Student submission: TV review, “Mr. Robot”


Student Submission by: Dawson Oler

Wednesday’s season two finale of the tv show “Mr. Robot” was electric. After the shocking and riveting conclusion, I found myself out of my chair walking around outside — I’m not even sure how I got there. It was pouring rain and thundering, but I didn’t care. My mind was spinning.

“Wait… what? Who? Was that real?” I asked myself all the questions, and upon typing this up the next day, I still don’t have a clue. But what I know is that the finale of season two cemented “Mr. Robot” as one of the best shows currently on television.

If you haven’t already heard of it, “Mr. Robot” is a psychological drama airing on the USA Network. It follows around “hacktivist” Elliot Alderson (played by now Emmy-Award winner Rami Malek) as he tries to solve the world’s problems with his hacking skills. It gets a little complicated, though, as you introduce his shady mentor, known only by his alias “Mr. Robot” (portrayed by Christian Slater) and Tyrell Welleck (Martin Wallström), a powerful businessman with dubious motives who shows an interest in Elliot’s adventures. We as the audience also have a role to play, as we follow Elliot everywhere he goes as he narrates for us in real time and lets us know exactly what is in his head.

539096195_1280x720“Mr. Robot’s” creator, Sam Esmail, originally had the idea for a feature length film instead of a tv show. As he began to make pitches to producers, many people advised him to take it to TV networks, as they would allow him to fully flesh out his vision. He agreed, but only if he would be given full autonomy as creator of the show, and the results have been spectacular.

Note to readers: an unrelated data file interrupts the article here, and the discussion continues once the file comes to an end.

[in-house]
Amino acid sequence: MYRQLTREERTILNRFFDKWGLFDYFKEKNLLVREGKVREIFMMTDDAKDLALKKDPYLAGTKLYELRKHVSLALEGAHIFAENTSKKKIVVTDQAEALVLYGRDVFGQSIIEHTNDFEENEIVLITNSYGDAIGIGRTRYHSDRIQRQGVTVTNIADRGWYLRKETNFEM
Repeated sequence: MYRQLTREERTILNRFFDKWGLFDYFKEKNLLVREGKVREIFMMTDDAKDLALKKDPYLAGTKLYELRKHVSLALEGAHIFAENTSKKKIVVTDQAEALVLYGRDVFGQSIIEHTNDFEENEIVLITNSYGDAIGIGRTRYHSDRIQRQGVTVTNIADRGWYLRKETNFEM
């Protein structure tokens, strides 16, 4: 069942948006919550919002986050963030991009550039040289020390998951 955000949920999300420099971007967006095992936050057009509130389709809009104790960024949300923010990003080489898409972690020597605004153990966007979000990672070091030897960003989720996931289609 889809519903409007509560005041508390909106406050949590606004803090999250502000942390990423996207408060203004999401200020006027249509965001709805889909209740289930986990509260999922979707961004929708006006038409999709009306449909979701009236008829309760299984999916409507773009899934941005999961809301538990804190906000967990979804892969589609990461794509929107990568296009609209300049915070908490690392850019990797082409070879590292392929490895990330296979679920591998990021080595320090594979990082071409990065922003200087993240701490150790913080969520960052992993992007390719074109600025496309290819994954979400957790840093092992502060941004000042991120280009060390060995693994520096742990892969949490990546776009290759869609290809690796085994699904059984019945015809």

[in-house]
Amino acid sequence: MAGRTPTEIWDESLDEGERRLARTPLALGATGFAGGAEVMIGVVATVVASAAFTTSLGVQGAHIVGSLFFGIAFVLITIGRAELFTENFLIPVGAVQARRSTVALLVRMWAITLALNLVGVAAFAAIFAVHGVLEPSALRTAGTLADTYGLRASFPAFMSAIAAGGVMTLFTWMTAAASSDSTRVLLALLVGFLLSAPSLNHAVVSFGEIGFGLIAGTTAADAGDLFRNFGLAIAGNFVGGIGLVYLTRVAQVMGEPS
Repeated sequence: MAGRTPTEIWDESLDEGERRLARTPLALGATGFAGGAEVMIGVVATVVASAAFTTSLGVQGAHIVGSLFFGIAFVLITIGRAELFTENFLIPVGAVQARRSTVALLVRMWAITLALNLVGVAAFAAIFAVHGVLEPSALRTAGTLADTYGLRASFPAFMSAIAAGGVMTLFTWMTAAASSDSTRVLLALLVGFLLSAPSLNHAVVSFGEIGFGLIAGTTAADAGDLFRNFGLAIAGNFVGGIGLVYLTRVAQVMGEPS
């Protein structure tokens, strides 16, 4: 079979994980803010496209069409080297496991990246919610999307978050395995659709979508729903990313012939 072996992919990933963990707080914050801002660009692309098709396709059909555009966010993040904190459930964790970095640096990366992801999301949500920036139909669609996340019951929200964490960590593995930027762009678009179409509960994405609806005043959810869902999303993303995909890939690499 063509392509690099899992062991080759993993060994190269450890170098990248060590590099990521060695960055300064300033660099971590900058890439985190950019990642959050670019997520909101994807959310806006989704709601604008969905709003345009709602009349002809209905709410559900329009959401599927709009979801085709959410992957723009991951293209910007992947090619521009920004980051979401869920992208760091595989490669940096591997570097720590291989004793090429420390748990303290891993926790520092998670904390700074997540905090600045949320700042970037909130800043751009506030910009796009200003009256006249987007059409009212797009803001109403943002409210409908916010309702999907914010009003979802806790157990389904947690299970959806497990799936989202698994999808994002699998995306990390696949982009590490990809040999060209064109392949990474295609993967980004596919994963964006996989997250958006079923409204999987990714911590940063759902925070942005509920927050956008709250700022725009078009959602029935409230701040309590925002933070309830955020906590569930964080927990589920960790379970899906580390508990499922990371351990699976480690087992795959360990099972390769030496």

Esmail is clearly influenced by “Twin Peaks” creator David Lynch as well as award-winning director David Fincher. Every episode of “Robot” is written and directed by Esmail, which is simply unheard of in today’s culture (For reference, HBO’s “Game of Thrones” employed 6 directors in its last season and a writing staff of 13 writers). This allows him to have full control over the tone and image of the show, which is something very important about the show’s makeup. It is surreal and dreamlike, and the viewer is often questioning what is real and what is just in our unreliable narrator’s head.

Despite its immense criminal success, “Mr. Robot” has had a difficult time attaining a large viewership. It received heaps of praise and awards from the Golden Globes and the Emmy’s, but has only cracked a million viewers a handful of times and projects to be a “critical darling” and not a mainstream success. This has more to do with the time of year it airs and not the quality of the show — television ratings dip in the summertime on nearly every network.

I’m set to keep watching, though. Everything about the show is so carefully structured — Elliot’s unreliable narration, the musical cues, the deep monologues that critique our modern society. Watching “Mr. Robot” is a unique experience that time and time again finds a way to keep its audience guessing and wanting more and more.

Season two is now over, but it’s not too late for you to jump on the “Mr. Robot” bandwagon! The first season is currently streaming on Amazon Prime and is available on DVD. Start it today — you won’t be disappointed.

Summertime is a favorite time for us students at Utah State University. Many of us look forward to vacations, no homework and nice weather. Those things are nice and all, but the thing I look forward to the most in summer 2017 is an easy choice: season three of “Mr. Robot.”


(Dawson Oler is an English major here at USU.)


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